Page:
The MODE Summit in New Zealand was an absolute blast this past week! MODE is a gathering of design educators and researchers who specialize in the area of motion design. The theme for the 2019 edition was (inter)play, the way in which two or more things have an effect on each other.
Held at Massey University’s Toi Rauwhārangi College of Creative Arts, the Summit was an inspiring three days of talks, keynote presentations, and workshops. Educators came from diverse backgrounds in design, typography, cinema, theatre, animation, and storytelling to discuss interfaces, interactive systems, and narratives that incorporate exchanges of dynamic and well-planned interplay.
The Summit kicked off with a Whakatau + Welcome by Tama Kirikiri who serves as the Sector Leader Maori Medium of Massey’s Institute of Education. Following this special introduction, the Creative Director at Experience Perception, John LePore spoke about his work with Marvel movies, the attributes of a motion designer, and kissing your brain. The attributes of a motion designer you ask? According to John, motion designers are:
- Creatively Fluid
- Temporal Artists
- Thorough (& Invested!)
The next day, I was honored to present a paper co-authored with Kelly Murdoch-Kitt entitled “Cultural Interplay: Creating Interactive Experiences Through Collaborative Video.” This case study of student teams, co-located in the Middle East and North America, draws from a constructive-developmental paradigm to examine the challenges and benefits of creating collaborative video sketches as part of motion design pedagogy. We introduce this method for co-production with the dual purposes of teaching students how to use motion design as a UX tool and facilitating their development of intercultural competencies. Organized into cross-cultural teams, students worked together to produce an interactive concept for spatial, social, playful, and cultural engagement using video sketches. Student feedback and project outcomes make a case for the dynamic interplay between intercultural engagement and collaborative video as a method to enhance how design students value diversity, understand themselves and others, and deal constructively with conflict.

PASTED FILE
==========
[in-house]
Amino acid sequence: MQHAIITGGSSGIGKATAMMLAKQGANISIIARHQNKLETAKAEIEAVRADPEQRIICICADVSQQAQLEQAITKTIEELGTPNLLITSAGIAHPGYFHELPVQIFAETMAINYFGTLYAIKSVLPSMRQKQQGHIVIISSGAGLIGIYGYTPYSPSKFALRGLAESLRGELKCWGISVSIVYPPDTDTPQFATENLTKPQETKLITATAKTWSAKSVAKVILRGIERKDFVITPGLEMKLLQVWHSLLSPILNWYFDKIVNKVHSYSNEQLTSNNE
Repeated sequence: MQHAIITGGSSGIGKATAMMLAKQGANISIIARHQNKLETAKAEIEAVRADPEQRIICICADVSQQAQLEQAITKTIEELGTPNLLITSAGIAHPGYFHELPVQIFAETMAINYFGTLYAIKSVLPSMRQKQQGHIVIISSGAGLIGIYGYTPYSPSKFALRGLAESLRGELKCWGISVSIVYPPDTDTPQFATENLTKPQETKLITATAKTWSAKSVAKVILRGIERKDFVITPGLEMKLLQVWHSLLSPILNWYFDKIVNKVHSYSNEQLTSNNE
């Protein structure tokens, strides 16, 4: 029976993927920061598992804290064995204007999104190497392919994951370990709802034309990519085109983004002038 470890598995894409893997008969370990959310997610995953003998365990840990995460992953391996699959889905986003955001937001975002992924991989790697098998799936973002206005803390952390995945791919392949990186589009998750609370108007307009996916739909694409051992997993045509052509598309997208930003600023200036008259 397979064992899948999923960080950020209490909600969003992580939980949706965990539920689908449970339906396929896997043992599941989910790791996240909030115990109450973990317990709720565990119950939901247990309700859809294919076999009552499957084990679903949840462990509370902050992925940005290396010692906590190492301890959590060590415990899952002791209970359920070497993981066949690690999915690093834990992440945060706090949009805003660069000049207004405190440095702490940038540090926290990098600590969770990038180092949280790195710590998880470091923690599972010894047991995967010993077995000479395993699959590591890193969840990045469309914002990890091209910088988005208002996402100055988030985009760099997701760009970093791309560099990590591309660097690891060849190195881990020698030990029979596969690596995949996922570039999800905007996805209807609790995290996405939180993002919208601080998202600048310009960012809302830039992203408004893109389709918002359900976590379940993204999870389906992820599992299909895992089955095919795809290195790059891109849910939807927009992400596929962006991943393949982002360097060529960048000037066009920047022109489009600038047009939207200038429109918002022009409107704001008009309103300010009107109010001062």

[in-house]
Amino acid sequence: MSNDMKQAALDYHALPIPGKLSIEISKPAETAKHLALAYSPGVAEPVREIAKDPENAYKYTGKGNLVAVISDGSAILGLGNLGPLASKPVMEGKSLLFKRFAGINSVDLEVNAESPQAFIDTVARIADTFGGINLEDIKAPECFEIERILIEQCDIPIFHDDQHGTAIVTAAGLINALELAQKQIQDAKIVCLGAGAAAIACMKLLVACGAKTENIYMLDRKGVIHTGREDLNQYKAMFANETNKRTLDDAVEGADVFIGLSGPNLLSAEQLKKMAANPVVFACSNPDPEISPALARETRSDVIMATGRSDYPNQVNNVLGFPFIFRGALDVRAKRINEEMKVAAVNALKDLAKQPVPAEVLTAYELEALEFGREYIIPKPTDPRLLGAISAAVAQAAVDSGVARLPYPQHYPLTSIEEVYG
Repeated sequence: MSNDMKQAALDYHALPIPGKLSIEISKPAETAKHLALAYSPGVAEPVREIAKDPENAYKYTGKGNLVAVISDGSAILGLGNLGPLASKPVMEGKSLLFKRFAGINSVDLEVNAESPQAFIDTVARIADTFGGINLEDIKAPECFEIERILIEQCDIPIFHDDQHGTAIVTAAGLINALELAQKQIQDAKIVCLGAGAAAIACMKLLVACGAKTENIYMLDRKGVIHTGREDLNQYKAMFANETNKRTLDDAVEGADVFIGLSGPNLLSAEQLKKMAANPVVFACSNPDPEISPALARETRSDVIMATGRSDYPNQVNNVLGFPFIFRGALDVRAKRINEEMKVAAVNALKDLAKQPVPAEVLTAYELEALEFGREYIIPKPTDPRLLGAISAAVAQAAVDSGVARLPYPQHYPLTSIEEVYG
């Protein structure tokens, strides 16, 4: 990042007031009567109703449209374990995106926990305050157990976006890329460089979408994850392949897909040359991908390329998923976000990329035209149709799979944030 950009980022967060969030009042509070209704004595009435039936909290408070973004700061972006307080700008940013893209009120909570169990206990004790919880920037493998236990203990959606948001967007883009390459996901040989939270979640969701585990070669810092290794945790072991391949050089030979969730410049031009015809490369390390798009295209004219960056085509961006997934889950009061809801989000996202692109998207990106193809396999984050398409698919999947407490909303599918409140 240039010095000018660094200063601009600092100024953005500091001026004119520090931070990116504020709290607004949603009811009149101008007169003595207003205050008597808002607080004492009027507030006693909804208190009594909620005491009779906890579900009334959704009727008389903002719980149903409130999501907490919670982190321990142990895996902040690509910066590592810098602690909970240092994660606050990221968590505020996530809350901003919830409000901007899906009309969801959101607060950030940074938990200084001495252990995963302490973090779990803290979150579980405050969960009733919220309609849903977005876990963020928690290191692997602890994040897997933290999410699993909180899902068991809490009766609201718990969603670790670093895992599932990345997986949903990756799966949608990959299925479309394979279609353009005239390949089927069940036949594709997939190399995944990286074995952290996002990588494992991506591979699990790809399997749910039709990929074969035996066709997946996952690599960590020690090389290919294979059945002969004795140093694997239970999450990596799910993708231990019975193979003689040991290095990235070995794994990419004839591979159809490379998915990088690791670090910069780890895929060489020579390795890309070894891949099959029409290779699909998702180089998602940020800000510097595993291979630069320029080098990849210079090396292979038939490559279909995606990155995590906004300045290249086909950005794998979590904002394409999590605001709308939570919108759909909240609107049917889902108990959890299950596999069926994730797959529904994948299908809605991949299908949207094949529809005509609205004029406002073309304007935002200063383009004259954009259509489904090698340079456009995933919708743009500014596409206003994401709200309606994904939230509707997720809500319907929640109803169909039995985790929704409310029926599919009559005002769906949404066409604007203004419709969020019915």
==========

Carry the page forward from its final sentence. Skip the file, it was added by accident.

It was such a pleasure to present this ongoing research and share the stage with talented design faculty from across the world. Some of my favorite presentations covered topics related to motion design’s interplay with multi-modalities, murals, micro-interactions, and the Stroop effect. The conference also ended with a fantastic presentation by designer Jonny Kofoed, Director of Motion & Design at Assembly. A big thank you to the MODE organizers for making our Wellington experience such a great one. With so much inspiring content, I am headed home with a lot of new ideas for both personal and professional projects in the coming year!